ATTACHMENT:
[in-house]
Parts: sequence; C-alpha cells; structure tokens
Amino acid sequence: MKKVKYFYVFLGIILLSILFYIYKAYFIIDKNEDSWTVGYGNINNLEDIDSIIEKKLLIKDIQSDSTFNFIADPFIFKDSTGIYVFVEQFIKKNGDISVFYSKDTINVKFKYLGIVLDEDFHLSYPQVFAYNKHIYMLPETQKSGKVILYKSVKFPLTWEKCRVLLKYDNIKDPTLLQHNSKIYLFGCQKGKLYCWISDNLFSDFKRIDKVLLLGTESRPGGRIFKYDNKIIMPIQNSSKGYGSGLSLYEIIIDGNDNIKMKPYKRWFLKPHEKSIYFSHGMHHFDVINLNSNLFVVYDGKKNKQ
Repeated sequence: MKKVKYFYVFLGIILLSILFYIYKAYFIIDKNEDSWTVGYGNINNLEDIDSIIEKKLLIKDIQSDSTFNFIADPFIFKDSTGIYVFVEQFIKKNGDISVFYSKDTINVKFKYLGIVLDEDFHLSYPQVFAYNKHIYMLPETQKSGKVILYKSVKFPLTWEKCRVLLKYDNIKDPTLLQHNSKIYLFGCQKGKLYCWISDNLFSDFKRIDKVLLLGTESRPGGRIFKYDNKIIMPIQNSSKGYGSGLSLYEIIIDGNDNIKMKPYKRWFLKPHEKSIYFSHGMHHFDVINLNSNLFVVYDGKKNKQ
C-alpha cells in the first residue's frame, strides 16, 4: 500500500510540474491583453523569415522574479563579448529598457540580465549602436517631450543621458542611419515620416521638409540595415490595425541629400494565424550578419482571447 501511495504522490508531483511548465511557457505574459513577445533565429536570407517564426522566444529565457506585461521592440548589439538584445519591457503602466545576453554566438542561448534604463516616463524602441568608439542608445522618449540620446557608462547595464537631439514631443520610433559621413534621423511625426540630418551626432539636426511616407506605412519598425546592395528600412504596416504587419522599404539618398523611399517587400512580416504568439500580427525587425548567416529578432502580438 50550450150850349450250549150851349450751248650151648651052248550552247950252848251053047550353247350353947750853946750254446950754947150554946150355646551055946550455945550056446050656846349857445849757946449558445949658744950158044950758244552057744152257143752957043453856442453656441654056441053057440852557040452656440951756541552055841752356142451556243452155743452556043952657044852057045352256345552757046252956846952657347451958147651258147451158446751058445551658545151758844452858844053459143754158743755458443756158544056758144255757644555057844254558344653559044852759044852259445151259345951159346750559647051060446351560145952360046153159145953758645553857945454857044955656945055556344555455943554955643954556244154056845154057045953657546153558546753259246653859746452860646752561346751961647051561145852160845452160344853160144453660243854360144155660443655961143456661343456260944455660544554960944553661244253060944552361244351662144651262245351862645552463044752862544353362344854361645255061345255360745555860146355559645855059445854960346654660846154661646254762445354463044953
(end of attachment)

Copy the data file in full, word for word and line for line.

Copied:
[in-house]
Parts: sequence; C-alpha cells; structure tokens
Amino acid sequence: MKKVKYFYVFLGIILLSILFYIYKAYFIIDKNEDSWTVGYGNINNLEDIDSIIEKKLLIKDIQSDSTFNFIADPFIFKDSTGIYVFVEQFIKKNGDISVFYSKDTINVKFKYLGIVLDEDFHLSYPQVFAYNKHIYMLPETQKSGKVILYKSVKFPLTWEKCRVLLKYDNIKDPTLLQHNSKIYLFGCQKGKLYCWISDNLFSDFKRIDKVLLLGTESRPGGRIFKYDNKIIMPIQNSSKGYGSGLSLYEIIIDGNDNIKMKPYKRWFLKPHEKSIYFSHGMHHFDVINLNSNLFVVYDGKKNKQ
Repeated sequence: MKKVKYFYVFLGIILLSILFYIYKAYFIIDKNEDSWTVGYGNINNLEDIDSIIEKKLLIKDIQSDSTFNFIADPFIFKDSTGIYVFVEQFIKKNGDISVFYSKDTINVKFKYLGIVLDEDFHLSYPQVFAYNKHIYMLPETQKSGKVILYKSVKFPLTWEKCRVLLKYDNIKDPTLLQHNSKIYLFGCQKGKLYCWISDNLFSDFKRIDKVLLLGTESRPGGRIFKYDNKIIMPIQNSSKGYGSGLSLYEIIIDGNDNIKMKPYKRWFLKPHEKSIYFSHGMHHFDVINLNSNLFVVYDGKKNKQ
C-alpha cells in the first residue's frame, strides 16, 4: 500500500510540474491583453523569415522574479563579448529598457540580465549602436517631450543621458542611419515620416521638409540595415490595425541629400494565424550578419482571447 501511495504522490508531483511548465511557457505574459513577445533565429536570407517564426522566444529565457506585461521592440548589439538584445519591457503602466545576453554566438542561448534604463516616463524602441568608439542608445522618449540620446557608462547595464537631439514631443520610433559621413534621423511625426540630418551626432539636426511616407506605412519598425546592395528600412504596416504587419522599404539618398523611399517587400512580416504568439500580427525587425548567416529578432502580438 50550450150850349450250549150851349450751248650151648651052248550552247950252848251053047550353247350353947750853946750254446950754947150554946150355646551055946550455945550056446050656846349857445849757946449558445949658744950158044950758244552057744152257143752957043453856442453656441654056441053057440852557040452656440951756541552055841752356142451556243452155743452556043952657044852057045352256345552757046252956846952657347451958147651258147451158446751058445551658545151758844452858844053459143754158743755458443756158544056758144255757644555057844254558344653559044852759044852259445151259345951159346750559647051060446351560145952360046153159145953758645553857945454857044955656945055556344555455943554955643954556244154056845154057045953657546153558546753259246653859746452860646752561346751961647051561145852160845452160344853160144453660243854360144155660443655961143456661343456260944455660544554960944553661244253060944552361244351662144651262245351862645552463044752862544353362344854361645255061345255360745555860146355559645855059445854960346654660846154661646254762445354463044953